Strategies to reduce churn include improving customer satisfaction, providing excellent customer support, and addressing reasons for customer attrition.


  • The average amount of months each customer stays as a customer is falling
  • The average amount of months each customer stays as a customer is staying the same


  • The average amount of months each customer stays as a customer is increasing over time

Why do my SaaS customers keep churning?

Churn is frustrating and sometimes scary to witness from the inside. The hope is that you’ll serve customers well and provide the value they expect at an efficient cost, so they’ll stay forever. But this isn’t always the case. 

Here are common reasons why SaaS customers churn:

  1. Misalignment of Expectations
    If customers perceive that the actual value delivered by your SaaS product does not align with their initial expectations, they can become dissatisfied and bail.
  1. Poor User Experience and Usability Issues
    If your SaaS platform has a steep learning curve, frequent glitches, or lacks user-friendly features, customers will find it challenging to use and opt for alternatives with a less wack user experience.
  1. Better Competitor Options
    If competitors offer similar or superior solutions at a more competitive price, with additional features, or improved customer support, customers may switch to those alternatives.
  1. Cost Sensitivity
    Customers will churn if they perceive your SaaS pricing as too high relative to the value they receive. Regularly reassess your pricing strategy and provide transparent communication about the value proposition you offer.
  1. Inadequate Customer Support
    Poor customer support, slow response times, or ineffective issue resolution can lead to anger and dissatisfaction. Even one well-crafted poor review can strike your SaaS reputation like a lightning bolt. Ensure you have a responsive and helpful support team to address customer concerns promptly. Update your FAQs and help videos regularly.
  1. Missing or Lagging Features
    If your SaaS product lacks critical features or fails to keep up with industry standards, customers will look for alternatives that better meet their needs.
  1. Limited Scalability
    Customers may outgrow your SaaS solution or find that it lacks the scalability to accommodate their expanding requirements. Offer scalable solutions that can grow with your customers’ business.
  1. Unfavorable Contract Terms
    Customers may be dissatisfied with contract terms, renewal conditions, or cancellation policies. Ensure transparent and customer-friendly contract terms to build trust. Ask for feedback about contracts and how they could work better to keep clients happy and receiving what they expect.
  1. Lack of Authentic Communication
    If customers feel neglected or uninformed about updates, improvements, or changes to your SaaS offering, they will assume you’ve stagnated. Markets move quickly and shiny new objects can pop up in the form of new competitors. Don’t let your customers seek more innovative solutions elsewhere.
  1. Integration Woes
    If your SaaS product has difficulties integrating with other tools and systems, it will hinder customers’ workflow. It may even lead to instant termination of the contract.  Lack of easy integration is a key point of dissatisfaction with software.
  1. Data Security Issues
    Security breaches or concerns about data privacy will erode trust overnight. Prioritize robust security measures and communicate them clearly to assure customers of their data’s safety. If there is an issue, be transparent and communicative immediately to keep your clients’ trust.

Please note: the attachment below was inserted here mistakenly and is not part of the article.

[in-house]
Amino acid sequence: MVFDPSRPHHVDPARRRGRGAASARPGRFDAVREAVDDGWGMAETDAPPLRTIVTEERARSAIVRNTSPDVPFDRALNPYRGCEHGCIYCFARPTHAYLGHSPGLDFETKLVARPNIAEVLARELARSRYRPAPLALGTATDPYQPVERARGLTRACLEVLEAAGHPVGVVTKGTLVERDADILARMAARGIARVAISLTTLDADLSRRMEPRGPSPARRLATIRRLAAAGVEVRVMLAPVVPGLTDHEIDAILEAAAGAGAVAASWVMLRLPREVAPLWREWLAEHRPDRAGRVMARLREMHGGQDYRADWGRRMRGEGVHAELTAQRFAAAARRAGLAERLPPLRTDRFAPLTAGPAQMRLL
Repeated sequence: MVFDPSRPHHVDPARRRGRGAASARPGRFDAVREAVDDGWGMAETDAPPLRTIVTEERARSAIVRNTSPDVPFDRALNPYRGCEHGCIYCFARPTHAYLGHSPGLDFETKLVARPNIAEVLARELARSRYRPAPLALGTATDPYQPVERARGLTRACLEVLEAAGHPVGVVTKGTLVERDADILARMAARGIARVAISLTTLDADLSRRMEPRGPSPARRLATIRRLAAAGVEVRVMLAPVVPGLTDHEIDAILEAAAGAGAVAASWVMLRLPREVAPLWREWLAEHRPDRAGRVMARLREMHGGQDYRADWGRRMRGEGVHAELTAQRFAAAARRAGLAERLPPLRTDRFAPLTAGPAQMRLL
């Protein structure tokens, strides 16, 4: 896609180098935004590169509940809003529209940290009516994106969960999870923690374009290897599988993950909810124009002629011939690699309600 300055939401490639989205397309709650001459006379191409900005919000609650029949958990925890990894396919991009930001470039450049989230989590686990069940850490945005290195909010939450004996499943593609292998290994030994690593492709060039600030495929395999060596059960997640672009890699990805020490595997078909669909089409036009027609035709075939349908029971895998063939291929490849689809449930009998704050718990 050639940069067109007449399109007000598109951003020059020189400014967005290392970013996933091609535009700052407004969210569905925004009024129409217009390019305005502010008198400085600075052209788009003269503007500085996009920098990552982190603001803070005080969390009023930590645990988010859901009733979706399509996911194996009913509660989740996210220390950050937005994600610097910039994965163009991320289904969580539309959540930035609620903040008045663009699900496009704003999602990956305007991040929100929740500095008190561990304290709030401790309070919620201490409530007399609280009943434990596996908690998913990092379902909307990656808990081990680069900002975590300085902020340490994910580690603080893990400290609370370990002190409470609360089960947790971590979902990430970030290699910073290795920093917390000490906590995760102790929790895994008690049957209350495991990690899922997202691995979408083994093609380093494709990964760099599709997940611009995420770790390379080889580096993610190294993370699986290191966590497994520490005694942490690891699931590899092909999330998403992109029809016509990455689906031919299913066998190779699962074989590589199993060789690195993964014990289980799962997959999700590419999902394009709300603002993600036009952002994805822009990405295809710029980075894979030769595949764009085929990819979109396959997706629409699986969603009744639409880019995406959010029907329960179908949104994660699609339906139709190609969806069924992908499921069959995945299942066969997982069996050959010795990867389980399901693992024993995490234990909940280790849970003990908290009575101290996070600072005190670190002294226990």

1. Shift in Business Focus and Requirements
    Customers may churn due to changes in their business focus, industry dynamics, or strategic priorities. While this may be out of your control, regularly engage with customers to understand their evolving needs. There might be your next big business opportunity to be found there!
  1. Inactive Usage and Low Engagement
    If customers are not actively using your SaaS product, they will inevitably question its value. Proactively engage with customers to understand their usage patterns and provide targeted support. Get them using the software!
  1. Disappointing Onboarding Process
    If the onboarding process is not smooth or fails to showcase the value of your SaaS product, customers will be disappointed and much more likely to churn. If a customer can’t get the full value of the software because they don’t understand it properly, they will definitely churn. 

Think about conducting customer feedback surveys, analyzing user behavior, and more closely monitoring customer interactions. This way, you can gain insights into the specific reasons for unneeded churn in your SaaS business. 

Then you are ready to implement targeted improvements, enhance customer satisfaction, and build long-term customer relationships.

Use the T2D3 Formula to Drive New Growth Efficiently

To reach $100M in just five years, a B2B SaaS company must triple revenue for two consecutive years, and then double revenue for the next three years.

You can do it too!

Consider what you observe in the data about the flow rate of leads, the cost to get customers, the conversion rate into customers, the amount each customer spends, and how long it takes a customer to churn. 

These data will provide clues to the lowest-hanging fruit you can pluck for your business. A fractional CMO can help with strategies like these: 

  • Introducing your successful product to a new market
  • Getting leads more efficiently through a specific platform like Googe Search Ads
  • Increasing conversion with better messaging and targeting
  • Showing more value to customers with nurturing to make room for price increases
  • Providing sales acceleration to get more tight coordination between marketing efforts and sales results

Inspect what you expect and you’ll find the right answer to rapid growth.

Founder, Fractional CMO